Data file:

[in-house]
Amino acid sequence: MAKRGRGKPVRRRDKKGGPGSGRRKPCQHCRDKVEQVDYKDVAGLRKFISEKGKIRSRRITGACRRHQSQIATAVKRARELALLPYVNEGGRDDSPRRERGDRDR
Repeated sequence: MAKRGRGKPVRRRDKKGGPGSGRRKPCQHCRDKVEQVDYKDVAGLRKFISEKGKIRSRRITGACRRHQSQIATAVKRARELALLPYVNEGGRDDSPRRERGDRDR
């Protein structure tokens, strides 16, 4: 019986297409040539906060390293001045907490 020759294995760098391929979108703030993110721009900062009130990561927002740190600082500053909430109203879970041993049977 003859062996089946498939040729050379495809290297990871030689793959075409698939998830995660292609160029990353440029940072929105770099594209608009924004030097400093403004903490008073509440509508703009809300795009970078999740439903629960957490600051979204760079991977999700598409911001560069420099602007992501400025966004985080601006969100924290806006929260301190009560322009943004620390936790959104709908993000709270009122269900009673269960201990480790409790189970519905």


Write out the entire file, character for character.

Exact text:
[in-house]
Amino acid sequence: MAKRGRGKPVRRRDKKGGPGSGRRKPCQHCRDKVEQVDYKDVAGLRKFISEKGKIRSRRITGACRRHQSQIATAVKRARELALLPYVNEGGRDDSPRRERGDRDR
Repeated sequence: MAKRGRGKPVRRRDKKGGPGSGRRKPCQHCRDKVEQVDYKDVAGLRKFISEKGKIRSRRITGACRRHQSQIATAVKRARELALLPYVNEGGRDDSPRRERGDRDR
């Protein structure tokens, strides 16, 4: 019986297409040539906060390293001045907490 020759294995760098391929979108703030993110721009900062009130990561927002740190600082500053909430109203879970041993049977 003859062996089946498939040729050379495809290297990871030689793959075409698939998830995660292609160029990353440029940072929105770099594209608009924004030097400093403004903490008073509440509508703009809300795009970078999740439903629960957490600051979204760079991977999700598409911001560069420099602007992501400025966004985080601006969100924290806006929260301190009560322009943004620390936790959104709908993000709270009122269900009673269960201990480790409790189970519905």